Your CV has got you an interview and this is the chance to really shine and prove yourself. Getting an interview is an achievement in itself. Only a small proportion of applicants are selected for interview (often about 10%) so you have already made a positive impression to have got to this stage!

If you would like a practice interview please contact us.

 Preparation

Remember to:

  • Confirm the time and location.
  • Make sure you know where you are going. Plan your route and allow for delays. Aim to be 10 minutes early.
  • Research the company – here are some things you may be able to find out from their web site or via Google and Social Media such as their Facebook page and company profile on LinkedIn.
  • What is the size of the organization?
  • How long has it been in business?
  • What are its products and/or services?
  • What sort of reputation or public image does it have?
  • Who are its main competitors?
  • Where is it based? Single or multiple locations? UK or multinational?
  • What is the organizational structure like?
  • What are its future plans and prospects?
  • What is the organisational culture?
  • What types of training, development and appraisal are offered?
  • Read over your notes again and read the top newspapers on the day to check for breaking news.
  • Make sure you have the correct name and position of the person interviewing you.
  • Make sure you know all the details that are on your CV as you are going to be asked questions on this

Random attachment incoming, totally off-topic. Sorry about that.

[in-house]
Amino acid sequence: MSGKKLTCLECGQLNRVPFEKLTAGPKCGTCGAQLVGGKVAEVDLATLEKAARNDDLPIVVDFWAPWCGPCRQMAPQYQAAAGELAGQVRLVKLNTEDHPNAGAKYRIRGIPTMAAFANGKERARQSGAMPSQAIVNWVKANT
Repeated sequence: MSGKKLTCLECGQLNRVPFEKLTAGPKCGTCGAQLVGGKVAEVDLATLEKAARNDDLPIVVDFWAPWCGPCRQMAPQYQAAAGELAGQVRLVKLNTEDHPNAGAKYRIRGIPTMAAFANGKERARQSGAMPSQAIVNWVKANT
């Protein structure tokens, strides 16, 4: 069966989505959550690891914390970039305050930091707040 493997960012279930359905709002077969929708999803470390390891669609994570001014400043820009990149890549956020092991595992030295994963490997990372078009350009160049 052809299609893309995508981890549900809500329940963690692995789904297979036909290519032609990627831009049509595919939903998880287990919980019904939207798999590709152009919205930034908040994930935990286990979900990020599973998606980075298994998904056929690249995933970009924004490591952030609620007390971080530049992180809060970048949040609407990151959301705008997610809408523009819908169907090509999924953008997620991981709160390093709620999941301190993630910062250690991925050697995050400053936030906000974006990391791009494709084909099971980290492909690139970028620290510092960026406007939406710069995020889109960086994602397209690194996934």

Prepare for question that may be asked about you and the position you are applying for:

  • Know your stuff; know their stuff.
  • Why are you interested in the job?
  • Why do you want to work for this company?
  • Why do you want to leave your current position?
  • What have you achieved in the past few years?
  • What are your current responsibilities?
  • Describe your average day at work?
  • Describe a time when you have been a leader, a team member, needed to be self-motivated, had to solve a problem, describe an example of good communication.
  • What interests do you have outside work?
  • What are your goals/ambitions?
  • What are your strengths and weaknesses? People often cite g examples such as I tend to be too self critical or I’ve been told that I’m a bit of a perfectionist. However interviewers have heard these all before. Giving an example that is obviously a positive in the workplace is easy to see through. Be honest, describe a true weakness and show how you have overcome it, through practice, training or asking for advice.

Prepare questions you may like to ask:

  • It is quite acceptable to have these written down, so you don’t forget them.
  • They should be well researched.
  • They should give a better understanding of the company ethos and culture.

Don’t ask questions which:

  • Are irrelevant
  • For which the answers are on the web site.
  • Are potentially inflammatory (e.g. about a recent difficulty for the company).
  • Show obvious gaps in your knowledge

 Some examples of questions you could ask:

  • Can you describe a typical day?
  • What training do you offer? (but not if it is detailed on the web site).
  • Ask about something you read about in your research – such as a new product or service.
  • Who will I be working with?
  • Where do I fit into the organisational structure?
  • How do you see the role developing?
  • What do you see as the biggest challenges facing the new post holder?
  • What criteria will be used to assess my performance?
  • What have previous post holders gone on to do?
  • What opportunities are there for me to train/gain experience in ….?
  • What scope is there for me to use my experience/ skill in….in the role?